Here’s a general outline for a 30-minute survey for one B2B buyer. You can use these as talking points for an in-person interview, or as questions posed on a digital form to administer as a survey to your target customers.

Background Information (5 Minutes)

Ask the buyer to give you a little background information (their title, how long they’ve been with the company, and so on). Then, ask a fun/easy question to warm things up (first concert attended, favorite restaurant in town, last vacation, etc.).

Remember, you want to get to know your buyers in pretty specific ways. You might be able to capture basic information such as age, location, and job title from your contact list, there are some personal and professional challenges you can really only learn by asking.

Here are some other key background questions to ask your target audience:

  • Describe how your team is structured.
  • Tell me about your personal job responsibilities.
  • What are the team’s goals and how do you measure them?
  • What has been your biggest challenge in the past year?

Now, make a transition to acknowledge the specific purchase or interaction they made that led to you including them in the study. The next three stages of the buyer’s journey will focus specifically on that purchase.

Awareness (5 Minutes)

Here, you want to understand how they first realized they had a problem that needed to be solved without getting into whether or not they knew about your brand yet.

  • Think back to when you first realized you needed a [name the product/service category, but not yours specifically]. What challenges were you facing at the time?
  • How did you know that something in this category could help you?
  • How familiar were you with different options on the market?

Consideration (10 Minutes)

Now you want to get very specific about how and where the buyer researched potential solutions. Plan to interject to ask for more details.

  • What was the first thing you did to research potential solutions? How helpful was this source?
  • Where did you go to find more information?

If they don’t come up organically, ask about search engines, websites visited, people consulted, and so on. Probe, as appropriate, with some of the following questions:

  • How did you find that source?
  • How did you use vendor websites?
  • What words specifically did you search on Google?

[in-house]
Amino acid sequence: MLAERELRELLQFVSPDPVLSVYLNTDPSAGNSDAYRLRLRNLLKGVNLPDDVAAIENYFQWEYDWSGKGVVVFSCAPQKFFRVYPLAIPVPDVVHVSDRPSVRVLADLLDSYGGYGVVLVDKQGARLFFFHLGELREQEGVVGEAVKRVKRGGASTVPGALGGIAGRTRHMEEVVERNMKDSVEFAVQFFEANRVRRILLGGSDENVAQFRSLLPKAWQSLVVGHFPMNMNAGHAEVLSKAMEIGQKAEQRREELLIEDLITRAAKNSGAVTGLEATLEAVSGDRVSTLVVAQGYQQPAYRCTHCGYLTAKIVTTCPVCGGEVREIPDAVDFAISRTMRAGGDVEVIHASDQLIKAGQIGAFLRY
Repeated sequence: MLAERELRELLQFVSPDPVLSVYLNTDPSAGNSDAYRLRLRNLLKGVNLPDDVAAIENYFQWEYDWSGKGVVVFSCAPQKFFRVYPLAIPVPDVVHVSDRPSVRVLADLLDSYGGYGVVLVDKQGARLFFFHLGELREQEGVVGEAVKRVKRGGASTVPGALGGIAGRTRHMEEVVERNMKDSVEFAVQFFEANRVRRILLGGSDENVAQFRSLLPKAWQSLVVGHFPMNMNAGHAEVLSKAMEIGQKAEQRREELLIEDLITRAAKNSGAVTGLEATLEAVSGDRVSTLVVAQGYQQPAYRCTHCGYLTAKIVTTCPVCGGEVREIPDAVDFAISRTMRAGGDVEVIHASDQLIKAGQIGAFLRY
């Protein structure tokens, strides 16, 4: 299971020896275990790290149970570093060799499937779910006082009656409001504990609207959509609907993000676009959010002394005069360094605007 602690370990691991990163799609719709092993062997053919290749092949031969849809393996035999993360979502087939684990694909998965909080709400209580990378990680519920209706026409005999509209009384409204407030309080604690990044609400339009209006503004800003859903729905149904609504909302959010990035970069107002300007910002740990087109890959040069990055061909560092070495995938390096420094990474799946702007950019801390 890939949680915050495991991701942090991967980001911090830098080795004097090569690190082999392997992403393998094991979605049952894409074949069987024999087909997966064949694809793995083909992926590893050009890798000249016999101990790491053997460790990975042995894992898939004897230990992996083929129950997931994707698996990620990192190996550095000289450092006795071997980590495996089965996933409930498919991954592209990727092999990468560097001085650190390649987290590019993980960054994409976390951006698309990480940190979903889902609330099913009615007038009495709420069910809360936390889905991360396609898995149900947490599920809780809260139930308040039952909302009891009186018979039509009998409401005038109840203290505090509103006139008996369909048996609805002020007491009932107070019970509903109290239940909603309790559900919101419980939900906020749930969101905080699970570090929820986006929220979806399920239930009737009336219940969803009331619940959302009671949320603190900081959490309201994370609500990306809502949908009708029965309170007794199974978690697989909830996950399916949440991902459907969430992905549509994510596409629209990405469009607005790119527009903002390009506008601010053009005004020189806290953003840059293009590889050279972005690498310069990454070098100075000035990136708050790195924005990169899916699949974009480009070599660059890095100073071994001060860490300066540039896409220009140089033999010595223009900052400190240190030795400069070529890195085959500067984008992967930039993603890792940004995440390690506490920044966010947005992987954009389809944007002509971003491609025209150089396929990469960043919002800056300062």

• How helpful was it? How could it be better?
  • Who provided the most (and least) helpful information? What did that look like?
  • Tell me about your experiences with the sales people from each vendor.
Decision (10 Minutes)
  • Which of the sources you described above was the most influential in driving your decision?
  • What, if any, criteria did you establish to compare the alternatives?
  • What vendors made it to the short list and what were the pros/cons of each?
  • Who else was involved in the final decision? What role did each of these people play?
  • What factors ultimately influenced your final purchasing decision?
Closing

Here, you want to wrap up and understand what could have been better for the buyer.

  • Ask them what their ideal buying process would look like. How would it differ from what they experienced?
  • Allow time for further questions on their end.
  • Don’t forget to thank them for their time and confirm their address to send a thank-you note or incentive.

List your primary competitors.

List your primary competitors — keep in mind listing the competition isn’t always as simple as Company X versus Company Y.

Sometimes, a division of a company might compete with your main product or service, even though that company’s brand might put more effort in another area.

For example. Apple is known for its laptops and mobile devices but Apple Music competes with Spotify over its music streaming service.

From a content standpoint, you might compete with a blog, YouTube channel, or similar publication for inbound website visitors — even though their products don’t overlap with yours at all.

And a toothpaste company might compete with magazines like Health.com or Prevention on certain blog topics related to health and hygiene even though the magazines don’t actually sell oral care products.

Identifying Industry Competitors

To identify competitors whose products or services overlap with yours, determine which industry or industries you’re pursuing. Start high-level, using terms like education, construction, media & entertainment, food service, healthcare, retail, financial services, telecommunications, and agriculture.

The list goes on, but find an industry term that you identify with, and use it to create a list of companies that also belong to this industry. You can build your list the following ways:

  • Review your industry quadrant on G2 Crowd: In certain industries, this is your best first step in secondary market research. G2 Crowd aggregates user ratings and social data to create “quadrants,” where you can see companies plotted as contenders, leaders, niche, and high performers in their respective industries. G2 Crowd specializes in digital content, IT services, HR, ecommerce, and related business services.
  • Download a market report: Companies like Forrester and Gartner offer both free and gated market forecasts every year on the vendors who are leading their industry. On Forrester’s website, for example, you can select “Latest Research” from the navigation bar and browse Forrester’s latest material using a variety of criteria to narrow your search. These reports are good assets to save on your computer.
  • Search using social media: Believe it or not, social networks make great company directories if you use the search bar correctly. On LinkedIn, for example, select the search bar and enter the name of the industry you’re pursuing. Then, under “More,” select “Companies” to narrow your results to just the businesses that include this or a similar industry term on their LinkedIn profile.

Identifying Content Competitors

Search engines are your best friends in this area of secondary market research. To find the online publications with which you compete, take the overarching industry term you identified in the section above, and come up with a handful of more specific industry terms your company identifies with.